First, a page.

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    ABSTRACT: Type 2 diabetes mellitus (T2DM) is a common chronic disease that may be associated with an increased risk of fracture. Evidence that thiazolidinediones (TZDs) increase fracture risk in women with T2DM has focused attention on the skeletal effects of treatments for diabetes. Only scant, low-quality evidence is available for non-TZD diabetes medications and bone health, but it suggests that there are no clinically important effects.
    Current Osteoporosis Reports 11/2014; 13(1). DOI:10.1007/s11914-014-0250-z
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    Vicky Tai · Andrew Grey · Mark J Bolland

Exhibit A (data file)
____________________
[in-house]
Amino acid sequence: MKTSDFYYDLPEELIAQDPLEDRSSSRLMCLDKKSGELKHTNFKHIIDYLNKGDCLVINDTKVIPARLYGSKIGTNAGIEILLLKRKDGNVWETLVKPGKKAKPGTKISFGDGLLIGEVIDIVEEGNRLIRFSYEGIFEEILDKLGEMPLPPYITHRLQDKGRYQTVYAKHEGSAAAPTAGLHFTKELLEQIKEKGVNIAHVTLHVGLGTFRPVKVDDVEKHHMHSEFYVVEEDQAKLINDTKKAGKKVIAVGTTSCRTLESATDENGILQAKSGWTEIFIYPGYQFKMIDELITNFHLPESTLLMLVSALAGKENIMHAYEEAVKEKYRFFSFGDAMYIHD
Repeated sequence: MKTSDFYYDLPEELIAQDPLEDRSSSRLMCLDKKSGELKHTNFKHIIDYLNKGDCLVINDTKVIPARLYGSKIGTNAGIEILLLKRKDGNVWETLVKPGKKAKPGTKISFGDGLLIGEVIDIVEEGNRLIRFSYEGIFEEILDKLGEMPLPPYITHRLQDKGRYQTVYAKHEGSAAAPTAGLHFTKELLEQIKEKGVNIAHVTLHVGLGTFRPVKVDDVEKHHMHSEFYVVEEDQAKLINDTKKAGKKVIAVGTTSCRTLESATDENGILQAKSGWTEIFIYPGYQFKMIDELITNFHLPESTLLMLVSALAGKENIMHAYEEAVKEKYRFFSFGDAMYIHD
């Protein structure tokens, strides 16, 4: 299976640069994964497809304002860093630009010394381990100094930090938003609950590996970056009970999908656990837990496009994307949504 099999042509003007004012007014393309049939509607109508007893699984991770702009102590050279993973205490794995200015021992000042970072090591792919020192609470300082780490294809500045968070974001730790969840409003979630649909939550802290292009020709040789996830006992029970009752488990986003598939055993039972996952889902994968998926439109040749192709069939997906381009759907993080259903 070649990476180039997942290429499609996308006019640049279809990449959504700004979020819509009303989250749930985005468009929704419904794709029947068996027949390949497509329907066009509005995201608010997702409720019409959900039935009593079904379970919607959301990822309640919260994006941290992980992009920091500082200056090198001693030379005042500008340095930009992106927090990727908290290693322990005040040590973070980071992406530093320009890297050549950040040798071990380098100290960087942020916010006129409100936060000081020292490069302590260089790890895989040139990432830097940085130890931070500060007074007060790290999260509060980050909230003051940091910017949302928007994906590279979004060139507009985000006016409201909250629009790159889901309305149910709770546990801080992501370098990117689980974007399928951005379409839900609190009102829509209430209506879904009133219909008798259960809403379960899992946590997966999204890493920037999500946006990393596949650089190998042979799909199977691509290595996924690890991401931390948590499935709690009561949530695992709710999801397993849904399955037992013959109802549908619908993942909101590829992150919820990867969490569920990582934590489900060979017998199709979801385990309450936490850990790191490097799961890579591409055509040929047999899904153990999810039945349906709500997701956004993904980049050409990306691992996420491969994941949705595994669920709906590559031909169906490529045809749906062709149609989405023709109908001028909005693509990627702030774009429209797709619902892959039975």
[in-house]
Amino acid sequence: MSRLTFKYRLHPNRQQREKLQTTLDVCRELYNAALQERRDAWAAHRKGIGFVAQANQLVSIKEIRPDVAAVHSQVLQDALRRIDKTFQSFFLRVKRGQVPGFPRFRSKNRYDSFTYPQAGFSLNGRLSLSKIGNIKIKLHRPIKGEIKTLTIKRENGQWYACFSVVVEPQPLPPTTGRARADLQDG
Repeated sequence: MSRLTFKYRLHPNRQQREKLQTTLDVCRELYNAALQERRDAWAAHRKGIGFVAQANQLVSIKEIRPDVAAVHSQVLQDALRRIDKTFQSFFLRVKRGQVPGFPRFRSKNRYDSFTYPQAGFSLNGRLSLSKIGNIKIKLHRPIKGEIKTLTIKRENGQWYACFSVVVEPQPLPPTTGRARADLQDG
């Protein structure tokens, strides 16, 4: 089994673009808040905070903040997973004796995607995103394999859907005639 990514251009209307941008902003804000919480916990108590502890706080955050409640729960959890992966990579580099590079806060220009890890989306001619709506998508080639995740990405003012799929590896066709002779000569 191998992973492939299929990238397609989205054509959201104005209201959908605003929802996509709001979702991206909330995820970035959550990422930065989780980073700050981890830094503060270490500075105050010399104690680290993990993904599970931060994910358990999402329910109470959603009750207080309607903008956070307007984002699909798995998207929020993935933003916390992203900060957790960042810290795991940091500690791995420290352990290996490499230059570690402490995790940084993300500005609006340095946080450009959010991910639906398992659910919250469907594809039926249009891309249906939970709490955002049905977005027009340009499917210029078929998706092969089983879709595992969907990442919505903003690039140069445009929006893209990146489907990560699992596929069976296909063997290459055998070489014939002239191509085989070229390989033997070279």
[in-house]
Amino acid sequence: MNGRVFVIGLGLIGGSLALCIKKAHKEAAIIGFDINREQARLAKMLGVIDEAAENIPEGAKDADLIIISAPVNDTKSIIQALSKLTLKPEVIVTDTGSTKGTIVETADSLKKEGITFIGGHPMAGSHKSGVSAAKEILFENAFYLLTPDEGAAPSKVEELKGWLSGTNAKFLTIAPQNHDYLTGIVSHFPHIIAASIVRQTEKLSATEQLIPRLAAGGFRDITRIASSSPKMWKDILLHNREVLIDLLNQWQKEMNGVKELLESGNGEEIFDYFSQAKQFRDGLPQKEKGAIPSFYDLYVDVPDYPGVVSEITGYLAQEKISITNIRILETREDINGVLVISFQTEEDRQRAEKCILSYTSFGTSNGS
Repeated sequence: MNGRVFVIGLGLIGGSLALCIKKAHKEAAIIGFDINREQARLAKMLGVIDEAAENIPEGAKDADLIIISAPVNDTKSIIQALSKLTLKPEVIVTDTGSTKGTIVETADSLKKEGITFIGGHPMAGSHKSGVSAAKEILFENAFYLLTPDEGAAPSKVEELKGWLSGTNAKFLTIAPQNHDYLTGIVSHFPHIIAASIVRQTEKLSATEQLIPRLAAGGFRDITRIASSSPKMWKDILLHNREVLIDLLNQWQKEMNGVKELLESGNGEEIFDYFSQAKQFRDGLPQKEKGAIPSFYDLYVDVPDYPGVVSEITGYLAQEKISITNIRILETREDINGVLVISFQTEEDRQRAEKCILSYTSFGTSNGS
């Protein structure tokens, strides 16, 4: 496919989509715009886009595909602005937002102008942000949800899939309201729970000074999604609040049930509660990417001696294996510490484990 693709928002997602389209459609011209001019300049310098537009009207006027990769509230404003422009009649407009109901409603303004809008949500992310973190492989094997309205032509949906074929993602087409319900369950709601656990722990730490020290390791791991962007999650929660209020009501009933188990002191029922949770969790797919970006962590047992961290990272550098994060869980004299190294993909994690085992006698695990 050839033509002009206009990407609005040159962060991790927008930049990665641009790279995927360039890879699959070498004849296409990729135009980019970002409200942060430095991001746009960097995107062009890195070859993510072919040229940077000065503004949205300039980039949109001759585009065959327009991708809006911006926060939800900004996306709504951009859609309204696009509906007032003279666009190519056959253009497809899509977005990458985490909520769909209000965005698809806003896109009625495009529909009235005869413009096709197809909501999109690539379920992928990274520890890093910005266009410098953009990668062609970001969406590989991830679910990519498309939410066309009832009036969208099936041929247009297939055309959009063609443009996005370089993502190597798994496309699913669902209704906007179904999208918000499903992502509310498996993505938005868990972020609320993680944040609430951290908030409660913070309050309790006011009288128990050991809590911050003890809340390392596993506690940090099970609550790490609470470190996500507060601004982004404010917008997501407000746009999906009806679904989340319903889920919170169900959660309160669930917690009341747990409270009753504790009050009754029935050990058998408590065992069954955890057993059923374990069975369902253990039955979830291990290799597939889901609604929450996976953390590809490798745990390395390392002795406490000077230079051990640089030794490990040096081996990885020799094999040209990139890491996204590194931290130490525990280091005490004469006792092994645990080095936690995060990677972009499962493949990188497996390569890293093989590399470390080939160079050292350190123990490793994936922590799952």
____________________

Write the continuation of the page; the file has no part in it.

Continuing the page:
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    ABSTRACT: Background The role of observational studies in informing clinical practice is debated, and high profile examples of discrepancies between the results of observational studies and randomised controlled trials (RCTs) have intensified that debate. We systematically reviewed findings from the Nurses’ Health Study (NHS), one of the longest and largest observational studies, to assess the number and strength of the associations reported and to determine if they have been confirmed in RCTs. Methods We reviewed NHS publication abstracts from 1978–2012, extracted information on associations tested, and graded the strength of the reported effect sizes. We searched PubMed for RCTs or systematic reviews for 3 health outcomes commonly reported in NHS publications: breast cancer, ischaemic heart disease (IHD) and osteoporosis. NHS results were compared with RCT results and deemed concordant when the difference in effect sizes between studies was ≤0.15. Findings 2007 associations between health outcomes and independent variables were reported in 1053 abstracts. 58.0% (1165/2007) were statistically significant, and 22.2% (445/2007) were neutral (no association). Among the statistically significant results that reported a numeric odds ratio (OR) or relative risk (RR), 70.5% (706/1002) reported a weak association (OR/RR 0.5–2.0), 24.5% (246/1002) a moderate association (OR/RR 0.25–0.5 or 2.0–4.0) and 5.0% (50/1002) a strong association (OR/RR ≤0.25 or ≥4.0). 19 associations reported in NHS publications for breast cancer, IHD and osteoporosis have been tested in RCTs, and the concordance between NHS and RCT results was low (≤25%). Conclusions NHS publications contain a large number of analyses, the majority of which reported statistically significant but weak associations. Few of these associations have been tested in RCTs, and where they have, the agreement between NHS results and RCTs is poor.